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DIRK GENTLY'S HOLISTIC DETECTIVE AGENCY by Douglas Adams (Simon & Schuster: $14.95; 247 pp.).

June 21, 1987|Sue Martin

In this whirligig of a novel, Adams has left behind the adventures of Arthur Dent from "Hitchhiker's Guide to the Galaxy" and taken up with Svlad Cjelli, otherwise known as Dirk Gently, a London holistic detective who believes in "the fundamental interconnectedness of all things . . . missing cats and messy divorces a specialty."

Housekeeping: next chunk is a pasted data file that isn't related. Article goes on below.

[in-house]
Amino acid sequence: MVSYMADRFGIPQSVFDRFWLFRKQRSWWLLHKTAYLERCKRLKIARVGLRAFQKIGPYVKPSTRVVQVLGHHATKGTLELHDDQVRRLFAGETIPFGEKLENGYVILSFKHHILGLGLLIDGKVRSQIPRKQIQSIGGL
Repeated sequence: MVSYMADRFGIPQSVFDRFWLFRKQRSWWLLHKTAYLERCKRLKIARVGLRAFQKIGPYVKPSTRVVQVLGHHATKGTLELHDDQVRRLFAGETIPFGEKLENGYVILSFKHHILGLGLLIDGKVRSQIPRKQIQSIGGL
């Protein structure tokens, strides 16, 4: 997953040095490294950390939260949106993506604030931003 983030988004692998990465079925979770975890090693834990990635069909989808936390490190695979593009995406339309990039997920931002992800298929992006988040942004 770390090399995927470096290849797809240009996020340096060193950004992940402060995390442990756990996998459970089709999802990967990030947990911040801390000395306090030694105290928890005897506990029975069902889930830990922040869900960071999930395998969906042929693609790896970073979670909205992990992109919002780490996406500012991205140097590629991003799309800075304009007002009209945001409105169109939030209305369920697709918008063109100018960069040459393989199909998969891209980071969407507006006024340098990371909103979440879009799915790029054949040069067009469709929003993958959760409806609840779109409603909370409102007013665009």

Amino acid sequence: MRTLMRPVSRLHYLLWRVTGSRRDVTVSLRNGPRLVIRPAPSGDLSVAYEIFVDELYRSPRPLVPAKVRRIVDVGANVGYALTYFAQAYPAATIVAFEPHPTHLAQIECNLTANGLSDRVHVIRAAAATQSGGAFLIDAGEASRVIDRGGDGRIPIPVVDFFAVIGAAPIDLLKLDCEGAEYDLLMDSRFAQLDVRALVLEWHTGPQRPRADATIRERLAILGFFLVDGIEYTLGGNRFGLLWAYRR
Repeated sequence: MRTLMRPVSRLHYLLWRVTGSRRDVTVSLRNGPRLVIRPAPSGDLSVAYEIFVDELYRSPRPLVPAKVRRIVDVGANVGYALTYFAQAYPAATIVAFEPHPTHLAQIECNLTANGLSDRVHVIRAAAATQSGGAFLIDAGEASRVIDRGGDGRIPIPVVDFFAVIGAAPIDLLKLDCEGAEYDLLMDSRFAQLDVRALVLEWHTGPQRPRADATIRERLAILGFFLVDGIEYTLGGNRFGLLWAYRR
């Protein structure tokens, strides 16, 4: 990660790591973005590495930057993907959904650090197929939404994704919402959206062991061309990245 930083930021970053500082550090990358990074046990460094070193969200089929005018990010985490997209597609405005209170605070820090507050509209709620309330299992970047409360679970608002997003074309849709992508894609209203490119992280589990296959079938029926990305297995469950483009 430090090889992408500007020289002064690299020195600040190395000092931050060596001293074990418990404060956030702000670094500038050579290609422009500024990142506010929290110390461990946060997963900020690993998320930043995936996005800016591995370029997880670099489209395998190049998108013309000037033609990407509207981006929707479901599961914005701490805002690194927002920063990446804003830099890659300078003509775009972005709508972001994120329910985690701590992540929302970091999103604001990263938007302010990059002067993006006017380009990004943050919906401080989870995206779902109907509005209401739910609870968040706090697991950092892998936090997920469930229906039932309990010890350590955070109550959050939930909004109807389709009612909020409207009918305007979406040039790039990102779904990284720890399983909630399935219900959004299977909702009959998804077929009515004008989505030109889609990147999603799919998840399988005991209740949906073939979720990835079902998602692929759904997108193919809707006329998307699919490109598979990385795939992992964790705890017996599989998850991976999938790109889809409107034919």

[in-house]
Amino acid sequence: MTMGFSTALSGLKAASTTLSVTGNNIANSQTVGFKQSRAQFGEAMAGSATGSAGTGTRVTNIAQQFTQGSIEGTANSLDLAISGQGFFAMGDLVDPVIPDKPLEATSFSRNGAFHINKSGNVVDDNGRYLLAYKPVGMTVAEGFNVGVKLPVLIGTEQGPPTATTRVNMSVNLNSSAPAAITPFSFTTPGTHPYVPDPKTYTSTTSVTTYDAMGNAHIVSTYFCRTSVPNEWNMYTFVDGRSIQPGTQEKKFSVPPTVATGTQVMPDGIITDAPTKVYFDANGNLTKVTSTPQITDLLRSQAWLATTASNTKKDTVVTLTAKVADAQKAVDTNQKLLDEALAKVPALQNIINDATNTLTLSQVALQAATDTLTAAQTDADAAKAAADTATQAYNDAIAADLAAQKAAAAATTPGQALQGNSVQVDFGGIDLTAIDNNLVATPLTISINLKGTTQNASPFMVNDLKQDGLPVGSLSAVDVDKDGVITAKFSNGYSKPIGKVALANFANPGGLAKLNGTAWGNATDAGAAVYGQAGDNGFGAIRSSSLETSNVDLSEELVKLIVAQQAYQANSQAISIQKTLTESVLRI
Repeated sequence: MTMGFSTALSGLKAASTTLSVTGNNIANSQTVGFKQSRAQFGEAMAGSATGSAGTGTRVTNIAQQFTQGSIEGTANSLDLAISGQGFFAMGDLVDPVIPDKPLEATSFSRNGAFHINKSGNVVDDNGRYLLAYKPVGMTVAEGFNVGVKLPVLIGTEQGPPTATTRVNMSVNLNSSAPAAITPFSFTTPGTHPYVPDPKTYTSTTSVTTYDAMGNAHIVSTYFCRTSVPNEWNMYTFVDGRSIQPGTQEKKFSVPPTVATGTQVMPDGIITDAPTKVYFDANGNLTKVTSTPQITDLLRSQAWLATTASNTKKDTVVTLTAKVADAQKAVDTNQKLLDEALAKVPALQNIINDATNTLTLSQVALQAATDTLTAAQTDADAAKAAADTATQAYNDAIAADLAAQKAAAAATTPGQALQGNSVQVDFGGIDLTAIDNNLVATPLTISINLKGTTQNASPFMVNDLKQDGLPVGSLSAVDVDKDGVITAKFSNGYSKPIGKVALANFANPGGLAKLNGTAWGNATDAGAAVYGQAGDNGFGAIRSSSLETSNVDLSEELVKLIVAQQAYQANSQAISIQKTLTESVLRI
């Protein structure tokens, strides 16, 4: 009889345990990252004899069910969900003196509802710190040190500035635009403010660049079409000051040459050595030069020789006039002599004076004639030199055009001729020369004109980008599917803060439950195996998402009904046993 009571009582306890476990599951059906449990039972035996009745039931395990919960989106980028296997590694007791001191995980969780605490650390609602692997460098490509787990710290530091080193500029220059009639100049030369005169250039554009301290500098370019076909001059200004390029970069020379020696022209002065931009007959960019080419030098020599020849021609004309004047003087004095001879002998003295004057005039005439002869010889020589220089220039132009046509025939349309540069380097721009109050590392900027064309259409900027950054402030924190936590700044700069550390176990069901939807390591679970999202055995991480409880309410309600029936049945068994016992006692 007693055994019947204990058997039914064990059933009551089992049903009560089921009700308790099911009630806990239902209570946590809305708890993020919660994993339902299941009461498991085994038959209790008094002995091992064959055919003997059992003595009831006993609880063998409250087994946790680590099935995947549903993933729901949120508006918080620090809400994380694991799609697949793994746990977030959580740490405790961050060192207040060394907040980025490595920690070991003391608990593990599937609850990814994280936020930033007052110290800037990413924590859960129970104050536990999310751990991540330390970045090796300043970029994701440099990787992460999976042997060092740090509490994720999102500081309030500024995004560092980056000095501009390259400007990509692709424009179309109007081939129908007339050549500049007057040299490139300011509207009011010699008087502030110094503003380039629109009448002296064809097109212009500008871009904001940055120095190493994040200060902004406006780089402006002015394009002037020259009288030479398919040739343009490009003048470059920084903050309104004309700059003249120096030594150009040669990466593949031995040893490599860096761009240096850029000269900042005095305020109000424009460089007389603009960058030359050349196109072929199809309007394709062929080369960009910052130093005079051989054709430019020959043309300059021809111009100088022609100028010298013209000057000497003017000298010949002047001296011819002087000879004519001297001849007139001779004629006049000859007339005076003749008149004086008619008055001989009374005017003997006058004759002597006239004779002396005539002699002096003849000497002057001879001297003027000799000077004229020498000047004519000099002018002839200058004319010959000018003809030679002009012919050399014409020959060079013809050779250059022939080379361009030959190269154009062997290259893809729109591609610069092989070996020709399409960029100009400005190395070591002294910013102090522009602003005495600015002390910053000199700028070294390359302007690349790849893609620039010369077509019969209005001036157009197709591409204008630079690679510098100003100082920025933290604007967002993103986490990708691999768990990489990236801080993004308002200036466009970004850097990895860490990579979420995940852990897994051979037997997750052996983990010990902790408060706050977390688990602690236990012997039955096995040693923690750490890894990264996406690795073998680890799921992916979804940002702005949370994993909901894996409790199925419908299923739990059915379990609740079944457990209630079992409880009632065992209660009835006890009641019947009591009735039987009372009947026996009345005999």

An old Cambridge acquaintance, Richard MacDuff, comes to him because he's implicated in a murder. The threads of this murder, needless to say, in true Adams fashion are entwined with life, the universe and everything (to quote a previous title of Adams). And it's not really clear why. The book is populated with delightful eccentrics, strange juxtapositions and a funny business about a horse. There's a time-traveling ghost searching for surcease from guilt, a Prof. Chronotis who's been at St. Cedd's College, Cambridge, for simply ages and even Samuel Taylor Coleridge! All these fascinating characters--and especially Dirk Gently--are delightful, but somehow they don't jell completely. The knot remains tangled at the end: All the dots connected do not make a coherent picture.

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